Physical adsorption (physisorption) is used to measure surface area and pore size. As more gas molecules are introduced into the system, the adsorbate molecules tend to form a thin layer that covers the entire adsorbent surface. Based on the well-known Brunauer, Emmett and Teller (B.E.T.) theory, one can estimate the number of molecules required to cover the adsorbent surface with a monolayer of adsorbed molecules, Nm. Multiplying Nm by the cross-sectional area of an adsorbate molecule yields the sample's surface area.
Continued addition of gas molecules beyond monolayer formation leads to the gradual stacking of multiple layers (or multilayers) on top of each other. The formation of multilayers occurs in parallel to capillary condensation. The latter process is described by the proportionality between residual (or equilibrium) gas pressure and the size of capillaries capable of condensing gas within them. Computational methods such as the clasical one by Barrett, Joyner and Halenda (BJH), or preferably state-of-the-art calculations like Density Function Theory (DFT) allow the determination of pore sizes from equilibrium gas pressures. One can therefore generate experimental curves (or isotherms) linking adsorbed gas volumes with relative saturation pressures at equilibrium, and convert them to cumulative or differential pore size distributions.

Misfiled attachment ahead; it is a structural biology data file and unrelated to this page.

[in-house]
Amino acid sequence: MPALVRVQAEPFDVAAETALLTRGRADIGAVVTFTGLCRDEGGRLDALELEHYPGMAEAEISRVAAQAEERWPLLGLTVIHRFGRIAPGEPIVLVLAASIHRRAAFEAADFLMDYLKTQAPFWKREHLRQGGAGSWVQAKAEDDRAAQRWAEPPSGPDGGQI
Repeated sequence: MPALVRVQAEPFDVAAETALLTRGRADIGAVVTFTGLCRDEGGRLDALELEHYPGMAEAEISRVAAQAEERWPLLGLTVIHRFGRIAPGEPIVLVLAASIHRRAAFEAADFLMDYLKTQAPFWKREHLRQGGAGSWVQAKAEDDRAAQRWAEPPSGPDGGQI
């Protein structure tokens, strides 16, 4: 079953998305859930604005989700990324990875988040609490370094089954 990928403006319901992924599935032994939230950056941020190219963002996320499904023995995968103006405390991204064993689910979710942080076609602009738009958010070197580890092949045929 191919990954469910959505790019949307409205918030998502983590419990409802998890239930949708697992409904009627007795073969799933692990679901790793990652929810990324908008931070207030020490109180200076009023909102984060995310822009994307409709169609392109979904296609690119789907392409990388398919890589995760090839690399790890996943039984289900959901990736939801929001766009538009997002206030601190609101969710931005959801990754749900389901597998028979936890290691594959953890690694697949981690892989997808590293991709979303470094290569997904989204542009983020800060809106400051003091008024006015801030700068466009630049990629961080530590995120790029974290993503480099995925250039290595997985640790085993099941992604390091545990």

As the equilibrium adsorbate pressures approach saturation, the pores become completely filled with adsorbate. Knowing the density of the adsorbate, one can calculate the volume it occupies and, consequently, the total pore volume of the sample. If at this stage one reverses the adsorption process by withdrawing known amount of gas from the system in steps, one can also generate desorption isotherms. Adsorption and desorption isotherms rarely overlay each other. The resulting hysteresis leads to isotherm shapes that can be mechanistically related to those expected form particular pore shapes.